Arts Reviews

January Book Of The Month: Bunny

Alaya Rathore Mathur

Bunny by Mona Awad is one of the most memorable books I’ve had the pleasure of reading in recent months. You will be immersed in the book’s world of surreal, eccentric, dark academia. Bunny includes the topics of toxic and obsessive female friendships, confusion over sexuality, and imposter syndrome arising from existing in a privileged world as an unprivileged person. But with the addition of witchcraft, cults, insanity and a dash of body horror for good measure, Awad presents these topics through a different lens unlike anything you’ve ever seen before.

Bunny could be aptly summarised as Alice in Wonderland, if Alice went through the rabbit hole and ended up at a prestigious art college which was populated by the cast of Heathers. Think of your dream pastiche of Jennifer’s Body meets American Psycho meets Heathers, with a sprinkling of Mean Girls and Scream Queens; that’s Bunny in a nutshell. It’s fun to spot the odes to other media and literature peppered throughout the book. It’s like Awad cross-referenced every chapter with Susan Sontag’s Notes on Camp. It’s particularly entertaining to read at a time when campy media is having a huge resurgence and being catapulted into mainstream viewership with decades-old movies such as Jennifer’s Body and Heathers being watched by new generation of viewers, decades after they were first put out. It’s fun to spot the odes to other media and literature peppered throughout the book.

The novel follows the narrator Samantha, who attends a prestigious private university through the means of a scholarship. She is an outsider with a serious case of imposter syndrome who is seethingly jealous of the bunnies, a tight-knit clique of rich girls in her classes. She is used to watching them engage in their own little world from the shadows, but one day she is invited to join them at one of their literary workshops – an invitation she can’t resist despite her claims to hate the bunnies and all they represent. Slowly, Samantha is sucked into the cloyingly sweet world of the bunnies, losing her grip on reality as she gets in deeper. She struggles to choose between her relationship with her best friend Ava, who is the foil to the bunnies – she loathes them with every fibre of her being. When they wear pink, she wears black. When they coo and squeal, she glowers in silence. When they speak with a saccharine candy shell to veil their truth, her tongue is unapologetically sharp and candid. Other characters in the book are Jonah, a brilliant poet with a penchant for addiction who is hopelessly in love with Samantha, who represents the good in the world. There’s the Lion, Samantha’s ex professor-slash-lover, who is still very much on her mind.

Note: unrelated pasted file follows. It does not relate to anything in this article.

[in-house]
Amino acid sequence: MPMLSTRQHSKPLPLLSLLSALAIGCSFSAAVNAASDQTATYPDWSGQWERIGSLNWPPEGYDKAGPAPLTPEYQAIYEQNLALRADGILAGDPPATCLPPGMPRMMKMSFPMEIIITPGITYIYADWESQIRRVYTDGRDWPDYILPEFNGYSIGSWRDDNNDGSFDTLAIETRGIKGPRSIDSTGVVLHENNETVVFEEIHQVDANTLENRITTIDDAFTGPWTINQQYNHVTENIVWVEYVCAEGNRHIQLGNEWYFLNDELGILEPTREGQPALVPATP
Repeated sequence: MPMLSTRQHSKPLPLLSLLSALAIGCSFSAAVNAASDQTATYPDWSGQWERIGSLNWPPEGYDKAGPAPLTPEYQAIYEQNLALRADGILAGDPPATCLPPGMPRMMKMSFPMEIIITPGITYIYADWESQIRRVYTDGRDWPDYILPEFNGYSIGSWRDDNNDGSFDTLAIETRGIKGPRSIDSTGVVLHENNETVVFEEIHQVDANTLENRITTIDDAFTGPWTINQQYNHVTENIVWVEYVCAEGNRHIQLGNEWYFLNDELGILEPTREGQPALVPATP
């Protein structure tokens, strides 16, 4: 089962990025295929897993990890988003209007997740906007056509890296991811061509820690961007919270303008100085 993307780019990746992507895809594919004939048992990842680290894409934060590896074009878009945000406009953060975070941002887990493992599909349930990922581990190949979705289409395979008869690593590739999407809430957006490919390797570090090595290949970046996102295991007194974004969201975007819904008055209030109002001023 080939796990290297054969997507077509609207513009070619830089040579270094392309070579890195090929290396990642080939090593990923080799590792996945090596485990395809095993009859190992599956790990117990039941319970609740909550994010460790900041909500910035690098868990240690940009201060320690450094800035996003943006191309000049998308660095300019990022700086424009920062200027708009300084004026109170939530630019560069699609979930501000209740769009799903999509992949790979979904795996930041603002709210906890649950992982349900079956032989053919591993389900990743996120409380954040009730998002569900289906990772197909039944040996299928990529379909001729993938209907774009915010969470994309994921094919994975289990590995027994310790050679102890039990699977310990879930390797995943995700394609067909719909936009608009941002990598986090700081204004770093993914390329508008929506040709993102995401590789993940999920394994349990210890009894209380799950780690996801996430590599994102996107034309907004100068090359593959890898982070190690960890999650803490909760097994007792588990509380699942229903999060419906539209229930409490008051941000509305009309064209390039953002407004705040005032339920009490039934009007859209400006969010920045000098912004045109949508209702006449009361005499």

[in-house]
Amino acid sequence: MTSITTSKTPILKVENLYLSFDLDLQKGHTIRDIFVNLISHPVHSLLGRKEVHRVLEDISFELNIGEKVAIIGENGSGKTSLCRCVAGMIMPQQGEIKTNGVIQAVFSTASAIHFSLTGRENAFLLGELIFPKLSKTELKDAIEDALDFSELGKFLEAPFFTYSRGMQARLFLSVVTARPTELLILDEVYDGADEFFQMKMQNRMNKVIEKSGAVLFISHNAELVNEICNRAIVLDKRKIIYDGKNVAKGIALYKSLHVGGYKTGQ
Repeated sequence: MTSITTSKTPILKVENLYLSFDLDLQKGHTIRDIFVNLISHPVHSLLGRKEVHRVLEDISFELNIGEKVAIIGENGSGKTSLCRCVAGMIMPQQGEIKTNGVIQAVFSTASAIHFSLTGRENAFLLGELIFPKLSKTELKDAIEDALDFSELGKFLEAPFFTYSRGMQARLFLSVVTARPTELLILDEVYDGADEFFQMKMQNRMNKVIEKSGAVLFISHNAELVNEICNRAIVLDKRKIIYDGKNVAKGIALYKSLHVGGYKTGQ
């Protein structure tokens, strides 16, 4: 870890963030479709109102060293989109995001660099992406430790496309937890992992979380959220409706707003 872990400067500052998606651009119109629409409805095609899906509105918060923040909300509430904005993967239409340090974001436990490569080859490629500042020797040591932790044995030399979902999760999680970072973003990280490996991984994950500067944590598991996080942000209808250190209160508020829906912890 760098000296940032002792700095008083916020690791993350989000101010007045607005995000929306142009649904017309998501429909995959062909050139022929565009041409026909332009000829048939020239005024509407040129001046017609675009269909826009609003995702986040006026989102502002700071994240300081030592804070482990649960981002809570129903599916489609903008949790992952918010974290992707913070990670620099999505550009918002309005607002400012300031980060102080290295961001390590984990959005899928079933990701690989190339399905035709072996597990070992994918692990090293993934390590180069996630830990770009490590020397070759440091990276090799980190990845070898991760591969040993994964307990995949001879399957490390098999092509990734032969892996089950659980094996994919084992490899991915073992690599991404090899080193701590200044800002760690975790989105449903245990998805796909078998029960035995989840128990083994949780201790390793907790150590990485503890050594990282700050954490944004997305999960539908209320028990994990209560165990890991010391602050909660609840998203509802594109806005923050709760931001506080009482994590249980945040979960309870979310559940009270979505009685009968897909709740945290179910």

Without giving too much away, the bunnies are nothing short of a cult. They think, move and act as one, like some great anamorphous many-headed monster. They are sickeningly privileged and painfully exclusive. Samantha both despises them and desperately wishes to be one of them. At times, as a narrator she can be frustrating with her irritatingly individualist mindset, when her combined hatred and idolatry of the bunnies comes across as pure internalised misogyny. As the plot progresses and she is sucked further into the bunnie’s cult Samantha spirals into insanity as she is brainwashed further with every moment. The writing style represents the unravelling of the characters as it becomes more violent and unhinged, and the delineation between what is real and imaginary becomes less substantial as Samantha falls further. 

Her writing style keeps you engaged through interesting metaphors and allegories throughout

There are a lot of things to enjoy about Awad’s writing; her humour is pitch black and starkly self-aware, her writing style keeps you engaged through interesting metaphors and allegories throughout. The cultural references are done well in my opinion, which is something that many writers can easily overdo to a point where it can be cringe-worthy. But where Awad excels is at visceral character building and gloriously rich descriptions of the people in Samantha’s world. The bunnies are icky, twee, grotesque, and whimsical. They are monstrous and adorable at once. They make you recoil with disgust and yet crave more. Their world is pink-and-white, glitter and cotton-candy, lace and teacups, rainbows and unicorns. They exist on a different plane of reality to everyone else in the contrastingly dull world of academia and drudgery that Awad describes.

The plot feels like a car without a driver hurtling down a hill at full speed

If you liked Boy Parts by Eliza Clark, My Year of Rest and Relaxation by Ottessa Moshfegh, or The Secret History by Donna Tartt, I think you would like Bunny. The book is surreal, eccentric, chaotic, insane and just plain weird, but as the bunnies would say, ‘in the BEST way’ – I read this in one sitting whilst in quarantine and finished feeling as if I had just awoken from a bizarre, insane fever dream which I could still remember in vivid detail. The plot feels like a car without a driver hurtling down a hill at full speed. If you stick with it though; there’s a brilliant twist at the end which will make you want to re-read the whole book immediately. I have a new favourite and I look forward to reading more of Mona Awad’s work.

Alaya Rathore Mathur

Featured image courtesy of gerlos via Flickr. Image license found here. No changes were made to this image.

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